Having this little blog for a while has been fantastic in many ways. People read my blog and ask me about recipes or talk to me about food. I already mentioned my neighbour who gives us fresh produce from her garden on a regular basis. She just rings the bell and hands me a bag with vegetables. No matter what it is, she says :”You know what to do with it.” She’s an old lady who grew up in Eastern Germany. Having a huge garden was a big help at that time and even though she doesn’t have to support a family any longer, she still maintains her garden and loves to experiment with all kinds of plants and seeds. Even though she’s not in best health anymore, she still takes good care of her produce every day, harvests it, prepares it, cans or freezes it and gives some of it away. Today she came down to give us a huge bag of fresh yellow beans. She handed it to P. when he opened the door and said as usual: “Your wife will know what to do with it.”
And in fact I did. We didn’t have anything planned for lunch. P. had bought a bag of fresh peas and wanted to cook something with them. But I was faster and had already begun to prepare the beans. He offered to prepare the peas, so we could use them in the same dish.
I immediately thought of a curry because they are so easy and flexible and you can just throw in any kind of vegetable. Which brings me to my next story. P. has an aunt who also makes me food presents on a regular basis. I think it all started when she and her husband visited us for the first time and she saw my (huge) spice rack. “Oh, wow, that looks exactly like mine. You have so many spices.” I thought that was a huge compliment. She grew up in India and Nepal and when she met her husband, she moved to a small German village. Of course the eating habits there were very different from what she was used to: “Lots of meat and no spices except for salt and pepper.” When she told me this story, I had to laugh because of course it is true. I grew up in this kind of German village. My spice rack improved a lot when I first moved to a large city and so did my curiosity and my cooking skills.
The first years in Germany she had a hard time to find the spices and herbs she was used to. Even though it got a lot better these last few years, she still brings home a lot of stuff whenever she visits her former home countries. She knows how much I love Indian food, and learning about food and cooking in general. The last time we visited them, she showed me a little room next to the kitchen, filled with all kinds of kitchen utensils and lots of spices. She gave me huge chunks of Himalaya salt and told me how to use it: “Place it in a jar with water and use the liquid to season your dishes.” (That was good advice. I had thought about using a hammer.) She also gave me a huge bag of turmeric.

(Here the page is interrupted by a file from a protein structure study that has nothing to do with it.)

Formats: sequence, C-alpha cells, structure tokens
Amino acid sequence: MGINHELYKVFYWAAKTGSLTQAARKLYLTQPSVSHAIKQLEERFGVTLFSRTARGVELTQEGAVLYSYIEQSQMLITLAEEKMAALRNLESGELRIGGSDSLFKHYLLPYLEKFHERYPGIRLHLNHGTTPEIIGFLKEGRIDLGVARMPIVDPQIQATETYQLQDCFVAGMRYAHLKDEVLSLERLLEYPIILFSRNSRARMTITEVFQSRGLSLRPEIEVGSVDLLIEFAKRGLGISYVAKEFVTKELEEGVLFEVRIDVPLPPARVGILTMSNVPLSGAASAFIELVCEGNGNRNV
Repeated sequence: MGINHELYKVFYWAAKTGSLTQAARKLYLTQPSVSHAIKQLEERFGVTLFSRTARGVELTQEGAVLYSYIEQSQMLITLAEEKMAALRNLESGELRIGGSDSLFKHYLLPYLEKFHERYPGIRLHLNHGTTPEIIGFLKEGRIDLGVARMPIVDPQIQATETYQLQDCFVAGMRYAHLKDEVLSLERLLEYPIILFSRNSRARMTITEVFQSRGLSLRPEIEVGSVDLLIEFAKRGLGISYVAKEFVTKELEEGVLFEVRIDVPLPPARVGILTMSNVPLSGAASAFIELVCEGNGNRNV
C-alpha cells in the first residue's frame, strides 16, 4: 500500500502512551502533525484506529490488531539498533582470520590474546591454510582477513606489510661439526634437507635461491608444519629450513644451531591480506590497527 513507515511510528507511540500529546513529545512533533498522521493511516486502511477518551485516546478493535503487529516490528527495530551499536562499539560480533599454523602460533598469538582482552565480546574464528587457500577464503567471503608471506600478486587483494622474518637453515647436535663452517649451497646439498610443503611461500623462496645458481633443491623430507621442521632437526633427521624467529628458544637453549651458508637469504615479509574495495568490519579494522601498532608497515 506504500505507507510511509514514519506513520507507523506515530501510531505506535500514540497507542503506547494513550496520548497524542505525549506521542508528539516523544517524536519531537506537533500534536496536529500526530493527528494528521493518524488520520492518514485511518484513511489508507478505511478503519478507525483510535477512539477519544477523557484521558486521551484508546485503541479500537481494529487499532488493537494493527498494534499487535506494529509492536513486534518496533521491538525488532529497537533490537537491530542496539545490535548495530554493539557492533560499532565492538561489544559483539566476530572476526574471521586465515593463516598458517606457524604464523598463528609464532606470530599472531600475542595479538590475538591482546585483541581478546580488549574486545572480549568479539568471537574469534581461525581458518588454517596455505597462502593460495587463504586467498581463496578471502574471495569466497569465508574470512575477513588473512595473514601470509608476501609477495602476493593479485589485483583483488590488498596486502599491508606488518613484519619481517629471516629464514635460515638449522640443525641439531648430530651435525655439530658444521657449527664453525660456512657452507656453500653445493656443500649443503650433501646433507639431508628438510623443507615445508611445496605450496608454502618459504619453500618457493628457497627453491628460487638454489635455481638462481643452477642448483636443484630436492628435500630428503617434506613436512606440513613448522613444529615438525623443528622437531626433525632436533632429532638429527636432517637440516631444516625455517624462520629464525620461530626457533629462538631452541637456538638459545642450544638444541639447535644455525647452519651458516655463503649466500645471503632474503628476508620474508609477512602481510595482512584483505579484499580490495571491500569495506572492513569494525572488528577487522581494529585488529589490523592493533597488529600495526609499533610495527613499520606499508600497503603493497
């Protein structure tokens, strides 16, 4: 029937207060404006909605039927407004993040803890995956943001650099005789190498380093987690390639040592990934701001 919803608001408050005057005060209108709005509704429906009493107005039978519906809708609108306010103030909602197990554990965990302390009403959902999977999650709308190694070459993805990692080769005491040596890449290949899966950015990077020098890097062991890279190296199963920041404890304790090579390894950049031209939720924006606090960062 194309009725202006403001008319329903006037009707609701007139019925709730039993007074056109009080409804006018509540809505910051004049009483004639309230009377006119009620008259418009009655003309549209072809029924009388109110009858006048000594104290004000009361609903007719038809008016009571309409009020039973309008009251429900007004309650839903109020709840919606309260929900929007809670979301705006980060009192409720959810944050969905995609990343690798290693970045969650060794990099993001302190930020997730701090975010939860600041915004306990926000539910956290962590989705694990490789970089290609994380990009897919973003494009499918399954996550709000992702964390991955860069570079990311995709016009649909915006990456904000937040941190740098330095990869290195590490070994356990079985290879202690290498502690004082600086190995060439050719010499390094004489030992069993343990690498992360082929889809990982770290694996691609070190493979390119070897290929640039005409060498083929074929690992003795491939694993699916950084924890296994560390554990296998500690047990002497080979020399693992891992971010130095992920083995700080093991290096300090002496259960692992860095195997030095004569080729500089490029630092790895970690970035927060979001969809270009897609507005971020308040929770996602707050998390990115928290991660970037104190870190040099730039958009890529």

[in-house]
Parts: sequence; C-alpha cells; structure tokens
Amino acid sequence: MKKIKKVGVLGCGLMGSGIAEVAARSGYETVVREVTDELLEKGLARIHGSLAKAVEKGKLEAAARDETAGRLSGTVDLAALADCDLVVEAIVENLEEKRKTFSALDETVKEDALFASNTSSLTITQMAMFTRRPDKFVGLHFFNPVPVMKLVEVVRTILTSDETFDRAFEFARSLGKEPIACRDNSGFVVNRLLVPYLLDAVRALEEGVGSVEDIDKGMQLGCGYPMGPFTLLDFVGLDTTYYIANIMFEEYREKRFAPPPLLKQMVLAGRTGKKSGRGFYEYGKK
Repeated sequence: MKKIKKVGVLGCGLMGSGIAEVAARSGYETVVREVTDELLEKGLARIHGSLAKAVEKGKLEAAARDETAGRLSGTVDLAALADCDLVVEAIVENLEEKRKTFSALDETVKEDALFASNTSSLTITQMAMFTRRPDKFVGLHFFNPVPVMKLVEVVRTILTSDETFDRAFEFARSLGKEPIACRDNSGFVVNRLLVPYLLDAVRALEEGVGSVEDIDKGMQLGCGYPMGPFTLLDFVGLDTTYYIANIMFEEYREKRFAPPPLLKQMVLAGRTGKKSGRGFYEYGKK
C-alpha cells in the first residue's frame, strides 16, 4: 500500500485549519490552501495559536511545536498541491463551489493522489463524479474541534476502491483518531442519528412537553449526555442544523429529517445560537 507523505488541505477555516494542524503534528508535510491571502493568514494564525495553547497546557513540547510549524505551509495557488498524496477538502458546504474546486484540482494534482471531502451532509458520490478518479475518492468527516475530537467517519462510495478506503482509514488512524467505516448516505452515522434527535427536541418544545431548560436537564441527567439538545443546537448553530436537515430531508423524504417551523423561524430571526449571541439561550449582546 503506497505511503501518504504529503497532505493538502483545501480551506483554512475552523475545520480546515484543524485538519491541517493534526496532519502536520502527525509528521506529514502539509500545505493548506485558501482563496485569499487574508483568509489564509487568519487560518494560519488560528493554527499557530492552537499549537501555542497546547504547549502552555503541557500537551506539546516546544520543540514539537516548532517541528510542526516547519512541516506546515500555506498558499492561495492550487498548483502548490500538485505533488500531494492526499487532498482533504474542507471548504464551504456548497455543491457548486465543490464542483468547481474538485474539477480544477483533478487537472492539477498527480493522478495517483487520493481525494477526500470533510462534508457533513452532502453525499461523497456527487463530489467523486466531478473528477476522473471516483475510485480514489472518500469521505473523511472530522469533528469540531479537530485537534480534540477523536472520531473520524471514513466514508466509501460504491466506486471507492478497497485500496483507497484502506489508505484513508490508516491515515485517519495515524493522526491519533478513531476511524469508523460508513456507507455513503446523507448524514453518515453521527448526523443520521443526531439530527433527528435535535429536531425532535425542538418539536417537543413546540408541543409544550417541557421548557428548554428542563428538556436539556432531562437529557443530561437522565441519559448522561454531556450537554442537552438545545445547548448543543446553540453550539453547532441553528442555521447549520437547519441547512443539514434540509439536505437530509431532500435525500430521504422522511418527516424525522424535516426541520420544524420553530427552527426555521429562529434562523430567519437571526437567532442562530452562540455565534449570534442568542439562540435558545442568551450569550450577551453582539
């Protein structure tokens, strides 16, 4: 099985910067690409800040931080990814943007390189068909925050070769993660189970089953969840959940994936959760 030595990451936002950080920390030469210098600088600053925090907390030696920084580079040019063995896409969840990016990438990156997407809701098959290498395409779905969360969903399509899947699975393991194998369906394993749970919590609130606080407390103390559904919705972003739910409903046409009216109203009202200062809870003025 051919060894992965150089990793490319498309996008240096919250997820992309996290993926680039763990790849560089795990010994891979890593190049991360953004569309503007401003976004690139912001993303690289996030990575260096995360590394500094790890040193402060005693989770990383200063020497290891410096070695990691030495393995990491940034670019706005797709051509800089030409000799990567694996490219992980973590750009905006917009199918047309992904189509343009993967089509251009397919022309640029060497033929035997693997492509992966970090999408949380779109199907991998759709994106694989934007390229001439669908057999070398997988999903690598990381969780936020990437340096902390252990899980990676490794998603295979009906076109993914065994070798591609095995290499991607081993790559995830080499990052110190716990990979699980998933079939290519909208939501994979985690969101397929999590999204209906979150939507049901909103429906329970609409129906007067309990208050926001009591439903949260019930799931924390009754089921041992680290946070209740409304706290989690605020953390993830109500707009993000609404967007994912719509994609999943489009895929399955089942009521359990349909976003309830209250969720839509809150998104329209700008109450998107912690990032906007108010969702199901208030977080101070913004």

She and her husband always buy this spice from the same farmer in India. She told me a bit about him and his life and I almost couldn’t believe that she would share this special ingredient with me. (I think it also helped that P. is one of her favourite nephews.) But it got even better. She gave me the most amazing garam masala I have ever seen and tasted. She handed me the whole spices and told me how to use them. She explained that I should always grind them right before cooking and stir the powdered mix in when the dish was already done, to preserve the flavour. I am so thankful for her advice, because this makes such a difference! Plus, her garam masala blend taste so much better than the store bought stuff I was used to. It is made with cinnamon, black pepper, long pepper, mace, cloves and green and black cardamom. I tried to use this sparingly but it tastes so good, especially because of the cardamom! I guess I need to visit P.’s aunt again and beg for another jar.
I am not an expert when it comes to Indian cooking. I usually just throw some spices together and call it a curry. I know that is not very decent and I hope you will forgive me. I don’t mind if you adjust this dish to your taste. For example, for a creamier version you could use coconut milk instead of the water called for. Or throw in some more chillies or fresh ginger to add more spiciness (F. loves curries, but she doesn’t like heat yet. I am impressed that a 10 month old would eat this in the first place, I read so much stuff on how small children like everything basically bland. Well, F. cannot read yet. She totally refused to eat her unseasoned potato, carrot and chickpea mash. She ignored the advice directed at her and ate all the peas with lots of spices.
Curried Yellow (or Green) Beans (serves 2-3)
1 red chilli pepper, dried
1 teaspoon brown mustard seeds
1 teaspoon cumin seeds
1 teaspoon coriander seeds
1 tablespoon oil (I used rapeseed)
1 onion, diced
5 cloves garlic, minced
170 g fresh peas
500 g fresh yellow beans (or green beans), trimmed and cut into bite-sized pieces
240 ml (1 cup) water
2 tablespoons tomato paste
1 teaspoon turmeric
1 teaspoon ground cumin
1 teaspoon nigella seeds (kalonji, black cumin)
180 g (1 cup) canned chickpeas
1 teaspoon garam masala
salt and black pepper to taste
Heat a large cast iron pan over high heat. Add cloves, chilli, mustard, coriander, and cumin. Roast for one minute and remove from heat. (Make sure to move the pan all the time and remove earlier, if the spices start to burn.) Pour spices into a little (heat proof) bowl and place the pan on the stove again. Lower heat to medium. Add oil, onion and garlic and fry until the onion is translucent. Add peas, beans, water, tomato paste, turmeric, cumin powder, nigella and the roasted spices. Cook covered for 20 minutes or until the beans are tender. Check from time to time and add more water if necessary. Stir in chickpeas and garam masala and remove from heat. Season with salt and pepper. Serve over rice or quinoa.